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Phil_hendrix
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Discovery-driven Planning and Agile Market Research - An Antidote to Doubling Down Prematurely? Dave, good post. Should provoke a lot of discussion. I'd like to share some supporting perspectives and offer alternative solutions. Two academics - Ian MacMillan (Wharton) and Rita McGrath (Columbia) - have examined many of the issues you raise in their discussions of innovation, uncertainty and investment. MacMillan puts it succinctly when he recommends "spending imagination before you spend your money and... engineering the risk out of uncertain projects..." In a nutshell, the process he and McGrath advocate involves 1) creating tests to probe and reduce the uncertainty ahead of investment; 2) staging the investment tranches, contingent on intermediate outcomes; 3) postponing investment until (some of the) uncertainties are resolved. Useful sources on their perspectives include notes from a conference last month at Wharton http://bit.ly/aIihsF; a video in which MacMillan and McGrath explain the rationale and benefits of the approach, which they call "Discovery Driven Growth," at http://bit.ly/dxJdwi; their book http://amzn.to/cZeLIW; and McGrath's blog at http://bit.ly/cL1AG8. Several readers have pointed out the parallels between their perspectives (developed over the last 10 years or so) and the "lean startup" notions of Eric Ries (http://bit.ly/hSVtd) - these complementary perspectives are crucial to avoid the pitfalls you've identified. Another important and useful resource is what we call Agile Market Research. Entrepreneurs often make bold assertions re: market potential, e.g., how the market will respond to their product, conversion rates, projected ASPs, etc. These hypotheses and others can be tested in advance of significant investment and commitments. While "listening to customers" and "build it and (see if) they will come" can be informative, more accurate methods can be used to predict market response and are recommended when opportunity costs, investment and/or uncertainty are high. Data can be obtained and a predictive model generated relatively quickly and at lower cost, compared to a market test - the model is also more robust (e.g., allows for the testing of many different configurations, price points and business models, not just one or a few). While predicting consumers's response to "very new" products (e.g., iPad; Twitter; etc.) is fraught with challenges, it's not impossible (for further discussion, see http://bit.ly/9kJ1tZ). Dr. Phil Hendrix, immr and GigaOm Pro analyst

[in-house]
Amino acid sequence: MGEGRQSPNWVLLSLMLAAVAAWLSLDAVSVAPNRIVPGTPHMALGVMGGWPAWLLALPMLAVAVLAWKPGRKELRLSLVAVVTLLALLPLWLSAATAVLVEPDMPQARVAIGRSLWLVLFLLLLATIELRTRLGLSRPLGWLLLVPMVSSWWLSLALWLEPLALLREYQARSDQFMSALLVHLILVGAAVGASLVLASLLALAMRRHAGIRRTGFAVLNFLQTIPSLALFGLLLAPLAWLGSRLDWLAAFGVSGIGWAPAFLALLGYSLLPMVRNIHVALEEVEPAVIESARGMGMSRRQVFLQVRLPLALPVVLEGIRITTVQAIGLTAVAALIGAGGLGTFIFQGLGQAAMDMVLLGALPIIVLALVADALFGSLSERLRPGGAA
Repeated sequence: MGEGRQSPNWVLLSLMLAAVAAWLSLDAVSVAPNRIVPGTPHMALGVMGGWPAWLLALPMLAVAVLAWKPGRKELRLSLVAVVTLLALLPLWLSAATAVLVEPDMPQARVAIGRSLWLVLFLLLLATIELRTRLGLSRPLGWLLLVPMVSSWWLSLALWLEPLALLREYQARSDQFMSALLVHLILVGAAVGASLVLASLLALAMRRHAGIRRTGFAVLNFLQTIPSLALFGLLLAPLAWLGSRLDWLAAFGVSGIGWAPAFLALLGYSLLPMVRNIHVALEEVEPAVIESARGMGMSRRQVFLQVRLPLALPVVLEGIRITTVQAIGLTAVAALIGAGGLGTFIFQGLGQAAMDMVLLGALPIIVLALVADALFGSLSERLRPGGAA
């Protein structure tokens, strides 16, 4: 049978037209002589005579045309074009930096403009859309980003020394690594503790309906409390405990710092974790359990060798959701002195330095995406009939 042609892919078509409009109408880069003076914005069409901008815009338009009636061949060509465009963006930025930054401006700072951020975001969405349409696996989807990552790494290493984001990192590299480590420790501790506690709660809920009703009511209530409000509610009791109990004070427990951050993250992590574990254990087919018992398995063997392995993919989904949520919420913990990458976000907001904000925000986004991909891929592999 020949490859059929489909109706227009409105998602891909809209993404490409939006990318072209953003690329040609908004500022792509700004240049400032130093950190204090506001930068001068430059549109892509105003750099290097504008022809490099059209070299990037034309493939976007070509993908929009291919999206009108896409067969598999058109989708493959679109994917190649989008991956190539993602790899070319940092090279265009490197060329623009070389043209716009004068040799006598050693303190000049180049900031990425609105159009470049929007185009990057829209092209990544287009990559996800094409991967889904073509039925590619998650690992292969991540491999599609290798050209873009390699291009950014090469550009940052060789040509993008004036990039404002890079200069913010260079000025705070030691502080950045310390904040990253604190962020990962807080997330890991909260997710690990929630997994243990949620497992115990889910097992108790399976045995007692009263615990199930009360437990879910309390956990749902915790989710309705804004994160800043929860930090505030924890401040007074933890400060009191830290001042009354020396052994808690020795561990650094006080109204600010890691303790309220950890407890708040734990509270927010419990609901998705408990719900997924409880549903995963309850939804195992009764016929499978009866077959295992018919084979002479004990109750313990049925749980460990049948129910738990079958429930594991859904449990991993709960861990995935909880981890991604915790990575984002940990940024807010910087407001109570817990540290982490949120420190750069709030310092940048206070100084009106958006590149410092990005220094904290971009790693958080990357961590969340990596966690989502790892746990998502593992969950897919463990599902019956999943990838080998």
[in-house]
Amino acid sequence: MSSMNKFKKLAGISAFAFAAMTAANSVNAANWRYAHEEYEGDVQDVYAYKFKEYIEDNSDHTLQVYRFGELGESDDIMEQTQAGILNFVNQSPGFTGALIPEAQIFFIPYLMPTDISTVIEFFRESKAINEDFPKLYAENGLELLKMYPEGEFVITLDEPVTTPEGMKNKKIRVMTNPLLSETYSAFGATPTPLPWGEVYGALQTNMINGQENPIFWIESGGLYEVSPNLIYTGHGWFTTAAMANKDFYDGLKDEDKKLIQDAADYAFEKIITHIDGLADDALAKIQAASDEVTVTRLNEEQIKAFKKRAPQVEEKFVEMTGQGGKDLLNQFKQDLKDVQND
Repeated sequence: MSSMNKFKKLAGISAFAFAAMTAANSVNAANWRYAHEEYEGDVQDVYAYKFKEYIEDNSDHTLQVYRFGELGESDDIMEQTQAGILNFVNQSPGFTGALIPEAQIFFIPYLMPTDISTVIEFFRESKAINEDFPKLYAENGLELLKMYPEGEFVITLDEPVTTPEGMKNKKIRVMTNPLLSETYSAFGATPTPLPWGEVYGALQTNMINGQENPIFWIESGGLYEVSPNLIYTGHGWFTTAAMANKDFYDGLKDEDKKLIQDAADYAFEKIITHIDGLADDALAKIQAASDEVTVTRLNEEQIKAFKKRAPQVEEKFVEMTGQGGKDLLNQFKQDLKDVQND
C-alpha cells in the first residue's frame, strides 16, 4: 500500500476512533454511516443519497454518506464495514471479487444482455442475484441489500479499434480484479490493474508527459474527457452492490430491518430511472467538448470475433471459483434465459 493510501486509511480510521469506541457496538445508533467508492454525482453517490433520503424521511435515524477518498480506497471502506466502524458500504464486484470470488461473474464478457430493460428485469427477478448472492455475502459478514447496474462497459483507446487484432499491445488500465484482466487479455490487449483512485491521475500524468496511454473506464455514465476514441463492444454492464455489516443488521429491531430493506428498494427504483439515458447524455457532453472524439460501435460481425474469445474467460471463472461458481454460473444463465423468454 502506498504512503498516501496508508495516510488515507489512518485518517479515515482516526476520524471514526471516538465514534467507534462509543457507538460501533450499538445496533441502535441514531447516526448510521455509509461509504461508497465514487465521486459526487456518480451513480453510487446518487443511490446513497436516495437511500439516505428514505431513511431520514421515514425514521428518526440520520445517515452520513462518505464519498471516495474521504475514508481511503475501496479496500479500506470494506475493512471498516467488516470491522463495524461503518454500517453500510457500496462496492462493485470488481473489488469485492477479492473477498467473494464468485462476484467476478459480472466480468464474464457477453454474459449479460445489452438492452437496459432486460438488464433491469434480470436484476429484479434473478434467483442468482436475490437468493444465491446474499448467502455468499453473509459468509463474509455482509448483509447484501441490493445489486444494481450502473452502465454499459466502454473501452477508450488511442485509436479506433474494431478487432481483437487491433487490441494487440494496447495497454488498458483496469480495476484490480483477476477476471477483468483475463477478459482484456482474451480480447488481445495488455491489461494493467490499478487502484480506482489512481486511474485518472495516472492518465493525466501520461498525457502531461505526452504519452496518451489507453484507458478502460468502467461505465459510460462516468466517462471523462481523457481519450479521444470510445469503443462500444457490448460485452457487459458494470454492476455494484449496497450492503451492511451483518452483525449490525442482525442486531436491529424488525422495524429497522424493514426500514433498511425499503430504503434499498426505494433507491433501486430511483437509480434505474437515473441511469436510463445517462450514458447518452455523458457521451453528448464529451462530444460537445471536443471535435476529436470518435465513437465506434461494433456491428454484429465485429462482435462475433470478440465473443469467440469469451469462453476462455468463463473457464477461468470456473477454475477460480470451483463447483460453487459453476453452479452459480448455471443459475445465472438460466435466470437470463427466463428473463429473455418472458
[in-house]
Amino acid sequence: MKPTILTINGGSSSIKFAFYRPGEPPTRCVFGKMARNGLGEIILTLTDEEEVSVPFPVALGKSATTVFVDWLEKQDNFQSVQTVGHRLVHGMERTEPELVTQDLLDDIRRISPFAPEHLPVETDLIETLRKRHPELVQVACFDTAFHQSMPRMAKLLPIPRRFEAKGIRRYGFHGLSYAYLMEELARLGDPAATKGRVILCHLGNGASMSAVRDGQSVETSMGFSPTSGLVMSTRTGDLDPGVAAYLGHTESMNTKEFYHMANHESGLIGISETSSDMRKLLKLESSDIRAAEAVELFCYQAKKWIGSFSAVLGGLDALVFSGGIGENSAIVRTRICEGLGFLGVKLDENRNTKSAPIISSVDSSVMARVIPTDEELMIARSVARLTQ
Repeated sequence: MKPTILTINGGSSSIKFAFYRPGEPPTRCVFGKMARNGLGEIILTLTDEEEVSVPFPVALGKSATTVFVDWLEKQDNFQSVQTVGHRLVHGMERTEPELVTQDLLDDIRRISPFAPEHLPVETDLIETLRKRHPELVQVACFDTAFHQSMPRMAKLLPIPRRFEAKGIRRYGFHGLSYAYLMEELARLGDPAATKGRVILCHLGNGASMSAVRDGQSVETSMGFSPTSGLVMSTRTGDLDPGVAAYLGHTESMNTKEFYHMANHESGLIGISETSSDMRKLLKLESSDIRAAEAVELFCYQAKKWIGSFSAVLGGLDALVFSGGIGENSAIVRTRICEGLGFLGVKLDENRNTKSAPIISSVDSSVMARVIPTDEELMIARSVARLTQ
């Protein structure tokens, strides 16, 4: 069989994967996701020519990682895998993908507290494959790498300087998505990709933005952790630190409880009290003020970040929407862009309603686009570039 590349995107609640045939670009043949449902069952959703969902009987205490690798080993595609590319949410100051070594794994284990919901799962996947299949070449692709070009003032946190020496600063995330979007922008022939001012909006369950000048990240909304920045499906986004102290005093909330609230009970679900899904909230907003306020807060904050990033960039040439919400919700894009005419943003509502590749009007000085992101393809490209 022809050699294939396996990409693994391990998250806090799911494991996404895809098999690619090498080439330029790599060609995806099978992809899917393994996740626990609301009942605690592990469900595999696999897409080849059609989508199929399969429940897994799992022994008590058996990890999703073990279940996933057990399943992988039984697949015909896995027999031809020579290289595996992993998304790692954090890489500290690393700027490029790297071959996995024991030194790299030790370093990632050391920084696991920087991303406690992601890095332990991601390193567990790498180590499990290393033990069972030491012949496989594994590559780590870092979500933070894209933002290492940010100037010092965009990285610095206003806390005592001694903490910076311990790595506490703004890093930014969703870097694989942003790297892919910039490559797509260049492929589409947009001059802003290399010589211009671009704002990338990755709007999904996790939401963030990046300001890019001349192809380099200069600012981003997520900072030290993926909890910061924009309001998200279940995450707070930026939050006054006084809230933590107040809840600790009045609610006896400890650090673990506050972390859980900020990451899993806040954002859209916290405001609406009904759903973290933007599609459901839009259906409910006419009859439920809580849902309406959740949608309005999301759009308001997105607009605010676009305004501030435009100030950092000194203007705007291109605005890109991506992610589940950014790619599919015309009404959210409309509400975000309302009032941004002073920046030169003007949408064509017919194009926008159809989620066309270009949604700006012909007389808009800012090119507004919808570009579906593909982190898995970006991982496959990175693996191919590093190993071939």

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Jul 31, 2010